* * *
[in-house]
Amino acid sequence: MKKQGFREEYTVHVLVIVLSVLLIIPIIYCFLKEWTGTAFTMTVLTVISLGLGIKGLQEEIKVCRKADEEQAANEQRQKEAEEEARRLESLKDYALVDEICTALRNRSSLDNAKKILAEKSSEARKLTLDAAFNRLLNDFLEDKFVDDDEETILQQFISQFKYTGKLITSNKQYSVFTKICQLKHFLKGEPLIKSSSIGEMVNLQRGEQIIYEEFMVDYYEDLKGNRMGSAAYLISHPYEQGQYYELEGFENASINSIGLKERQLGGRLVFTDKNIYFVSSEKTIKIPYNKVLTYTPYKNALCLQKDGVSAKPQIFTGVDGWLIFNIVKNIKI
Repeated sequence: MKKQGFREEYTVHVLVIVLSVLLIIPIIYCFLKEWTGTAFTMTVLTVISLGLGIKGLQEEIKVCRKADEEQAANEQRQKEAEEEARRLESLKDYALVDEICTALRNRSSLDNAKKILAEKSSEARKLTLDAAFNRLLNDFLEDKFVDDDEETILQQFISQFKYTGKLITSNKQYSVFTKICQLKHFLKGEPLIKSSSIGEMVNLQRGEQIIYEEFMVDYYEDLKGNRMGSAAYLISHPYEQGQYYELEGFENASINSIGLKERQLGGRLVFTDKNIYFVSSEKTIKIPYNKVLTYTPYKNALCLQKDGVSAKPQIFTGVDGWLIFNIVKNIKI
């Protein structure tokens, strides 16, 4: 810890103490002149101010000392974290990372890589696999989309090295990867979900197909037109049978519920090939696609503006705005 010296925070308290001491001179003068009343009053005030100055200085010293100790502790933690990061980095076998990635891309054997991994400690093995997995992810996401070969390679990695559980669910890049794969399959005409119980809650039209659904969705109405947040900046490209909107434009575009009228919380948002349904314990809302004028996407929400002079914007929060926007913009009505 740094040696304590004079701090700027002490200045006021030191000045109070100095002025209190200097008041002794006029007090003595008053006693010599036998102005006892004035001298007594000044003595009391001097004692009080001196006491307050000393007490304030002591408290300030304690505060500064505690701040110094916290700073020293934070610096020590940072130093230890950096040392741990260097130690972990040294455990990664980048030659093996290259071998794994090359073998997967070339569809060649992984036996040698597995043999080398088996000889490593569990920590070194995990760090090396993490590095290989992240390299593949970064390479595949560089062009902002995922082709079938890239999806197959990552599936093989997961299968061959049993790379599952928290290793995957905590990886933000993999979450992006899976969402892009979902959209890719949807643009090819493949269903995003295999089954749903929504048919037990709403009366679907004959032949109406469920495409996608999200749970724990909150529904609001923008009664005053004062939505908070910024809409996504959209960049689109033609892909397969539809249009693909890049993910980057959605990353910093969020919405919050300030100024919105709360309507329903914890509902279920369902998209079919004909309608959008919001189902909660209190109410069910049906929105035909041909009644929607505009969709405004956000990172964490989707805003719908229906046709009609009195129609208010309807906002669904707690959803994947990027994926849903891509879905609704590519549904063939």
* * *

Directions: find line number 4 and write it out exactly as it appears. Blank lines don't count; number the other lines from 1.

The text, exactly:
């Protein structure tokens, strides 16, 4: 810890103490002149101010000392974290990372890589696999989309090295990867979900197909037109049978519920090939696609503006705005 010296925070308290001491001179003068009343009053005030100055200085010293100790502790933690990061980095076998990635891309054997991994400690093995997995992810996401070969390679990695559980669910890049794969399959005409119980809650039209659904969705109405947040900046490209909107434009575009009228919380948002349904314990809302004028996407929400002079914007929060926007913009009505 740094040696304590004079701090700027002490200045006021030191000045109070100095002025209190200097008041002794006029007090003595008053006693010599036998102005006892004035001298007594000044003595009391001097004692009080001196006491307050000393007490304030002591408290300030304690505060500064505690701040110094916290700073020293934070610096020590940072130093230890950096040392741990260097130690972990040294455990990664980048030659093996290259071998794994090359073998997967070339569809060649992984036996040698597995043999080398088996000889490593569990920590070194995990760090090396993490590095290989992240390299593949970064390479595949560089062009902002995922082709079938890239999806197959990552599936093989997961299968061959049993790379599952928290290793995957905590990886933000993999979450992006899976969402892009979902959209890719949807643009090819493949269903995003295999089954749903929504048919037990709403009366679907004959032949109406469920495409996608999200749970724990909150529904609001923008009664005053004062939505908070910024809409996504959209960049689109033609892909397969539809249009693909890049993910980057959605990353910093969020919405919050300030100024919105709360309507329903914890509902279920369902998209079919004909309608959008919001189902909660209190109410069910049906929105035909041909009644929607505009969709405004956000990172964490989707805003719908229906046709009609009195129609208010309807906002669904707690959803994947990027994926849903891509879905609704590519549904063939």